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Making a Craft Armoire

Source: Martha Stewart Living Television

Introduction

Most people don't have the space to set aside an entire room for craft projects, but a smaller, well-organized spot can serve your purpose almost as well. Martha demonstrates how to create a "room" in an armoire or closet to provide convenient storage for craft tools and supplies.

Converting an armoire that already contains shelves involves very little carpentry work. Martha removes one shelf of her large antique country armoire to accommodate a row of magazine holders, taking advantage of the extra space left above the holders by attaching a row of small drawers to the bottom of the shelf above. The small drawers contain Velcro, raffia, twine, and similar frequently accessed supplies; Martha indicates the contents of each one with a Brother P-Touch label. Since each drawer contains a small hole that functions as a handle, the end of a piece of twine can be drawn out the hole as if from a dispenser.

On another shelf, Martha places a similar set of prefabricated wooden drawers (these particular drawers were purchased at Ikea). They come in natural-colored wood, so before organizing her armoire, Martha painted them a pretty shade of green. The drawers are removable, so she will be able to pull out and carry an entire drawer to the place where she's working on a project.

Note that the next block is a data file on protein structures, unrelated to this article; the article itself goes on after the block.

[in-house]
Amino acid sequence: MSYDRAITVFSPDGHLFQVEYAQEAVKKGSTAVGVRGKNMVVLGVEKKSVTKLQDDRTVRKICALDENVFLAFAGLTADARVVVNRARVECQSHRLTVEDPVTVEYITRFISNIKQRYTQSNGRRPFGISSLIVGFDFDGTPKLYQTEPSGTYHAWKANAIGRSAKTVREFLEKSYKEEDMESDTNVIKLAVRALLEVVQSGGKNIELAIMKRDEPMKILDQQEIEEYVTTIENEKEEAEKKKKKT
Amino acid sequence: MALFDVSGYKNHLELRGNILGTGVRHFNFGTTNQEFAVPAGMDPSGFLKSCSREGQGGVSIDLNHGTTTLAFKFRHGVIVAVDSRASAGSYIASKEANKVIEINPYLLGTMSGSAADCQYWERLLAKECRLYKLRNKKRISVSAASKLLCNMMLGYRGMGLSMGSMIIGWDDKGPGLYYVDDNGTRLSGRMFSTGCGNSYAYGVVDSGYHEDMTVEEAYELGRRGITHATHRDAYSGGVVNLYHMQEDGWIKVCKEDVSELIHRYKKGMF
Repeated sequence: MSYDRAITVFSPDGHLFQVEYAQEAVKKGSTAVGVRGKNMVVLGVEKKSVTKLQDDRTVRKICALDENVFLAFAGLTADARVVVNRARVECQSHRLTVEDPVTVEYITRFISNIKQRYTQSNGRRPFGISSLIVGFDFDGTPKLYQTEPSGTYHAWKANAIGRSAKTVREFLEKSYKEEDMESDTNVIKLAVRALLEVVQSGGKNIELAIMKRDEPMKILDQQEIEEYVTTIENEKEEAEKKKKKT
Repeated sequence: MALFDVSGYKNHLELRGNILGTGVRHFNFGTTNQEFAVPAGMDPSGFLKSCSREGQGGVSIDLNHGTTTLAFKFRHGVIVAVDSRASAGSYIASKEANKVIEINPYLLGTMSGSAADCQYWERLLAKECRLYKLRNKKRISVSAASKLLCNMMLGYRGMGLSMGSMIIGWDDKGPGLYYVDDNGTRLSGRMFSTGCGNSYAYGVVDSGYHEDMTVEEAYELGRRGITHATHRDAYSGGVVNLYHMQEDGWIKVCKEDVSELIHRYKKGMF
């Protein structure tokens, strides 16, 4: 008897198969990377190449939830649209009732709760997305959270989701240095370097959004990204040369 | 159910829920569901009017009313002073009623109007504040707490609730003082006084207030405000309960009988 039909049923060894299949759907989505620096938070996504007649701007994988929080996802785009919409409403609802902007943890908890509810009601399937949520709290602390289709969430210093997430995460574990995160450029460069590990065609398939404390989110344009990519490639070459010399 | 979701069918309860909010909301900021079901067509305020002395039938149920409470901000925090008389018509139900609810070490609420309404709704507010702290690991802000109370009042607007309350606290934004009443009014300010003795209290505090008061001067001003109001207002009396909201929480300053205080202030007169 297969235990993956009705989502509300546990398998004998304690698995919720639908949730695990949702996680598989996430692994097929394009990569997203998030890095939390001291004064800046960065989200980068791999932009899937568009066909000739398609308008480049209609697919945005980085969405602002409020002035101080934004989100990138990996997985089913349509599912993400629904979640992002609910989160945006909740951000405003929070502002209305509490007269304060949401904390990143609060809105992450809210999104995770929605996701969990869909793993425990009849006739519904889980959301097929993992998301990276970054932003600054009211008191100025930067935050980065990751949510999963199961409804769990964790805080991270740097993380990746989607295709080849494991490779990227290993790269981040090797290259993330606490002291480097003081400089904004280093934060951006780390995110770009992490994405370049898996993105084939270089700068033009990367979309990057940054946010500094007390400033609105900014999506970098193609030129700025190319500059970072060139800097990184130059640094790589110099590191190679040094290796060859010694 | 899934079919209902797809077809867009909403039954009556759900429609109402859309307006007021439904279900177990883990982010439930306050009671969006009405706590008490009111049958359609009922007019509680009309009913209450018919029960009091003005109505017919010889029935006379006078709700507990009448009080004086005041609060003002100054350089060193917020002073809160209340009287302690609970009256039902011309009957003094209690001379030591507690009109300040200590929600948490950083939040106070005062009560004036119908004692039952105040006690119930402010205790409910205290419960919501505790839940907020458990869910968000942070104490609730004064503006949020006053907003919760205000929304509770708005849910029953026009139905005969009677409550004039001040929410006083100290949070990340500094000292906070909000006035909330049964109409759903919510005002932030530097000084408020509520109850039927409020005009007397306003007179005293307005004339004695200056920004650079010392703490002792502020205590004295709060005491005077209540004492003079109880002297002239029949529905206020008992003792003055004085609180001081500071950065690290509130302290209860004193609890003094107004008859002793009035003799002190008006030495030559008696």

On the shelf below the small drawers, Martha inserts a large roll of white butcher's paper. The paper is inexpensive, and you can rip off exactly as much as you need for a project. It's also handy for protecting your work surface -- and wonderful to have on hand as drawing paper for kids.

Martha gets the most from recessed corner shelf space with several small lazy Susans, using single-level lazy Susans for tall bottles and jars and two-tiered ones for smaller containers.

No space in the armoire goes unused, including the insides of the doors. A cafe-curtain rod stores rolls of ribbon; a stainless-steel wall organizer, sold as a wall-mounted magazine holder, holds rolls of paper. A metal ruler and a self-healing mat, invaluable for protecting surfaces when you're using a utility knife, hang on C-hooks on the inside of one door. On the opposite side, Martha screwed in two eye hooks and strung a wire between them to hold an oversized pad of sketching paper. (Before mounting anything on your door, check to see that the hinges are strong and well attached.)

Martha protects the bottoms of the drawers in the armoire with sheets of galvanized steel (most home centers will cut sheet metal to your specifications). She organizes the drawers with galvanized bins and wooden crates, each of which contains a specific category of items such as kids' paint supplies, a flower-arranging kit, or safety goggles and masks. The top-right drawer is reserved for gift-wrapping supplies, like rolls of paper, tape, scissors, and ribbon. A small box within the drawer holds scraps of beautiful paper and ribbon that can be recycled into gift tags, greeting cards, and other small items.

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